Legacy systems, such as external security systems 909 may also be present. A central management server 910 manages the system 900, provides system administrator, access control, and management functionality. Enterprise master and slave servers 912 provide additional common system functionality. Video analytics server 907 provides the video analytics device functionality as needed.
The video, including live feeds, as well as recorded video, may be viewed on smart display matrix 905. The display matrix includes one or more monitors, each monitor capable of displaying multiple cameras or video views simultaneously. One or more clients are provided to view live video data, as well as to analyze historical video data. Supported clients include PDA 901 (such as an Apple iPhone®), central client 902, and smart client 903. A remote client 904 may be connected remotely from anywhere on the network or over the public Internet. FIG. 9 is illustrative of but one network architecture compatible with the principles of the present invention, and is not intended to limit the scope of the present invention. The present invention can be used to ensure the digital security of this IP-based video surveillance system as well as many other IP-based systems. That is, “guards the guards.”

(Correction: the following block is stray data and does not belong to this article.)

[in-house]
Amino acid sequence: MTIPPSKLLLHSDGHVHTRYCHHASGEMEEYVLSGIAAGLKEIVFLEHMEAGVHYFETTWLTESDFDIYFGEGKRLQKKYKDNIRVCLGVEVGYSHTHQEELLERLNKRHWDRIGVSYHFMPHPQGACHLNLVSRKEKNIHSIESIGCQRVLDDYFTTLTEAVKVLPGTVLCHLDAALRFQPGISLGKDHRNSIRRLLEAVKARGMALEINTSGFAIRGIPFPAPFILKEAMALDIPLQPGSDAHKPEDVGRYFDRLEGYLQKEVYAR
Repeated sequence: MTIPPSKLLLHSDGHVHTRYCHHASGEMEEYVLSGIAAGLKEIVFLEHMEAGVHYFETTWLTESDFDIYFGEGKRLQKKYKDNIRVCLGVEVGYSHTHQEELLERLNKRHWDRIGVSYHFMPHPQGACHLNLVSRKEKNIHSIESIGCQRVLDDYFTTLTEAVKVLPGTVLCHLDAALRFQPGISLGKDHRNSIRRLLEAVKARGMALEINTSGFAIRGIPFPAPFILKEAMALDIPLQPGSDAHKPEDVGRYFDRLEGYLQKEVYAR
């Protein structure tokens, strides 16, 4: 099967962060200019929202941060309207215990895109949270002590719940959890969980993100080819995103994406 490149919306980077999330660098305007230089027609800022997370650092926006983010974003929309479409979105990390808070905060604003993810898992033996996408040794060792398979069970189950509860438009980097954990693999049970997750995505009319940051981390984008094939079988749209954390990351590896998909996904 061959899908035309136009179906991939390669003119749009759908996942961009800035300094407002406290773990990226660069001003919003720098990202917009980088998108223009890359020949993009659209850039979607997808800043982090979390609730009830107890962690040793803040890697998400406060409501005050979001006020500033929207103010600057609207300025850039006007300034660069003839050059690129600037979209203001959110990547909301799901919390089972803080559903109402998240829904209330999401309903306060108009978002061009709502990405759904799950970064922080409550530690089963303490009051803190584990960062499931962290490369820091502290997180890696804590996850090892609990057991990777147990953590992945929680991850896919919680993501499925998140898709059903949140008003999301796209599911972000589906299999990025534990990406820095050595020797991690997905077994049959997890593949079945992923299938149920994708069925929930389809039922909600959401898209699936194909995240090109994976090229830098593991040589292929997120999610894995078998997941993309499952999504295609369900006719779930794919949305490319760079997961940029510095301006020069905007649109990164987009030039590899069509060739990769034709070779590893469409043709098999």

FIG. 10 shows a flowchart of a process 1000 of one embodiment of a method of detecting and alerting on security vulnerabilities in IP networks. The process 1000 begins in step 1002, as shown in FIG. 10. IP devices are monitored and primitive vulnerability events are detected as described above, as shown in step 1004. Primitive vulnerability events are normalized and filtered based on a set of rules, as shown in step 1006. Attribute data is generated based on a reliability of the IP devices, a time and frequency vulnerability events are received, as well as events external to the IP devices (such as National Terror Alerts), as shown in step 1008. Compound events are detected from one or more primitive vulnerability events, as shown in step 1010. Primitive and compound vulnerability events are correlated across time, as shown in step 1012. Primitive and compound vulnerability events are correlated across space, as shown in step 1014. One or more rules are evaluated based on the correlation performed in steps 1012 and 1014, as shown in step 1016. One or more new rules may be generated based on the correlated events (not shown in FIG. 10). Finally, one or more actions (such as alerts to designated individuals) are activated based on the evaluated rules from step 1016, as shown in step 1018. Examples of actions include turning on an IP device, rebooting an IP camera following a camera freeze, turning on the lights, etc. More examples are described below. The process ends in step 1020.